Heaps Ric Mill Legacie p.This Generation

The £60m loan will help with Legacie's redevelopment of Heap

Legacie secures £60m Merseyside Pension Fund loan

The funding will assist the developer in its £140m transformation of the grade two-listed former Heaps Rice Mill off Park Lane in Liverpool.

Merseyside Pension Fund has agreed to loan £60m to Legacie Developments as part of its Catalyst Fund to help with the redevelopment of the mill into 620 apartments, as well as an underground spa and museum.

This fund seeks to aid economic growth in Liverpool city centre, and recognises the 200 jobs and local training opportunities that the scheme will create.

Falconer Chester Hall designed the Heaps Rice Mill project, which is being delivered across five phases to create a mix of one- and two-bedroom city centre flats.

John Morley, founder and chief executive of Legacie Developments, said: “The investment will help us bring to life a historic Liverpool landmark – unlocking local jobs, training opportunities, and economic growth.

“Having the support of such a prestigious pension fund is a big vote of confidence in our company and the largest funding deal in Legacie’s 10-year history.”

Hill Dickinson advised Legacie Developments on the deal. CBRE is a retained advisor to Merseyside Pension Fund.

Henry Randolph, senior director of CBRE Capital Advisors, commented: “[The loan] is a great example of how a local authority pension fund can invest in their own region while maintaining strict risk controls and achieving a commercial return.

“At Heaps Mill, the quality of design, provision of amenities, and proximity to the best areas of the city will help to make this an attractive scheme for residents.”

Cllr Pat Cleary, chairman of the Merseyside Pension Fund’s committee, added: “Despite Liverpool being an increasingly attractive city to live and work in, housing completions have remained a fraction of their pre-financial crisis levels, especially for quality schemes with strong environmental credentials, such as Heaps Mill.

“As well as helping to alleviate the housing crisis in Liverpool, the units will be far more environmentally friendly than existing stock, utilising air-source heat pumps, MVHR systems, and retaining the historic Heaps Mill building fabric in the redevelopment.”

Previously used by Joseph Heap & Sons, which once ground rice for Kellogg’s Rice Krispies, the mill has been vacant since 2005.

Work started on site in December and is due to complete in 2025.

The redevelopment of the mill has been a long time coming.

Developer One Park Lane won planning consent for the site’s redevelopment in 2014 and Inhabit bought the plot a year later. 

In 2019, a joint venture between Elliot Lawless and Valorem Investment Partners’ Anthony Maxwell-Jones bought the site with the intention of redeveloping it. 

However, no work had taken place in the eight years since planning permission was granted until late last year.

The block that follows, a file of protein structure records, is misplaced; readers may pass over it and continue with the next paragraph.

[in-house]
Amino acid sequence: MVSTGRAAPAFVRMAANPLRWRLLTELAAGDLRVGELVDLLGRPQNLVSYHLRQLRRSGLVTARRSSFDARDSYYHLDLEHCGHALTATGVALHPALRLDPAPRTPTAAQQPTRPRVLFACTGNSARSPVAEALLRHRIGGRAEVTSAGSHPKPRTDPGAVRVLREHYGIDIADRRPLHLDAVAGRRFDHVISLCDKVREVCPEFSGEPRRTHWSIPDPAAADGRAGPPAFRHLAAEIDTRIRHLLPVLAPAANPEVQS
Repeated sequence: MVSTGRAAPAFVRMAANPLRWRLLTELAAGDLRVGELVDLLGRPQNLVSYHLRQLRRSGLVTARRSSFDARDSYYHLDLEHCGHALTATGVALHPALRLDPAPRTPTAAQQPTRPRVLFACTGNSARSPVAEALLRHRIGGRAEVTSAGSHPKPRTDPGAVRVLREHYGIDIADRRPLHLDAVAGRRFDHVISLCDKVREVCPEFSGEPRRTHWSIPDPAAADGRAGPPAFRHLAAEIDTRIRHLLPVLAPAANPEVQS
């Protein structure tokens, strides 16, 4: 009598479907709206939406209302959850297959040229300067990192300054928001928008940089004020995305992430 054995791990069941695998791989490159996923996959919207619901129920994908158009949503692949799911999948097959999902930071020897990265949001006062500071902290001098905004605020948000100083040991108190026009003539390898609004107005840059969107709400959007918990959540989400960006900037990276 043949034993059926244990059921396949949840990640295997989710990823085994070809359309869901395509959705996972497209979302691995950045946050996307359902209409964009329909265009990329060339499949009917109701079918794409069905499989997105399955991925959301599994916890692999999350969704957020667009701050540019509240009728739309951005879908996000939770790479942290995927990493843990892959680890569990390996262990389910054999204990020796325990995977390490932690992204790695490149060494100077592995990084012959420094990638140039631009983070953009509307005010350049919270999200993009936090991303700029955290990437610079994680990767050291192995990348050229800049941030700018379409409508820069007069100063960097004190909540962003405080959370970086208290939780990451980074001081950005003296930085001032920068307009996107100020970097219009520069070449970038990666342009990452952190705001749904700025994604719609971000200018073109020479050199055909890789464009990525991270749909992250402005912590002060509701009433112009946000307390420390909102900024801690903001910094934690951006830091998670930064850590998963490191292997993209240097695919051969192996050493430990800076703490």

Your Comments

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We will of course have posters on here complaining about luxury flats for the better off but Liverpool needs to lure back it`s middle class, as I get tired of the mantra of proud working-class city, you don`t have to consider yourself working class to be a decent, honest , caring, person.
We have ample room in this city for what is known as affordable housing, look around Scotland Road for example, acres of wasteland some of which has had numerous planning applications for housing , but these have been shouted down by locals in the area.
Heaps Mill is an important heritage building and if this is the best way to save it`s fabric then so be it.

By Anonymous

Well done Legacie, great deal for the City.

By Alex McCann

It will be great to see this important city centre building brought back into use . The mill will ensure at least some character and history remains in the city . Next to this development is the former police HQ , the most important development site in the city . Real quality needed .

By George

Well said Anonymous@5.46 &George how refreshing to have sensible and informed comment about our city rather than 1970,s political doctrine . It should not be considered offensive to improve the city with quality construction or to attract well paid professionals . We need to move on and look forward and stop trying to take on the world. We have so much to be positive about.

By Paul M - Woolton

The development looks amazing. Let us just have more of the same please!

By Brendan R

Hi Anonymous – some of your comments are a bit off the mark. Liverpool does have a middle class, not that thats any great thing to shout about- and it also has a rich history of working and well paid jobs some people do stay in the areas that they were born in despite having good jobs – including Scotland Road, Vauxhall, Everton and Anfield. Is this not how areas decline when people get a job and move on?

By Bob Dawson

That extension looks terrible

By Anonymous

Well done, gentlemen, for staying the course with this one. And well done to the pension fund, too.

By Sceptical

It’s just jealousy ignore it

By Anonymous

“Falconer Chester Hall designed the Heaps Rice Mill project”. Are FCH the delivery architect? Worry about how this prominent site will look if value engineered

By Anonymous

Liverpool does not escape the juliet balcony curse either!

By Balcony Warrior

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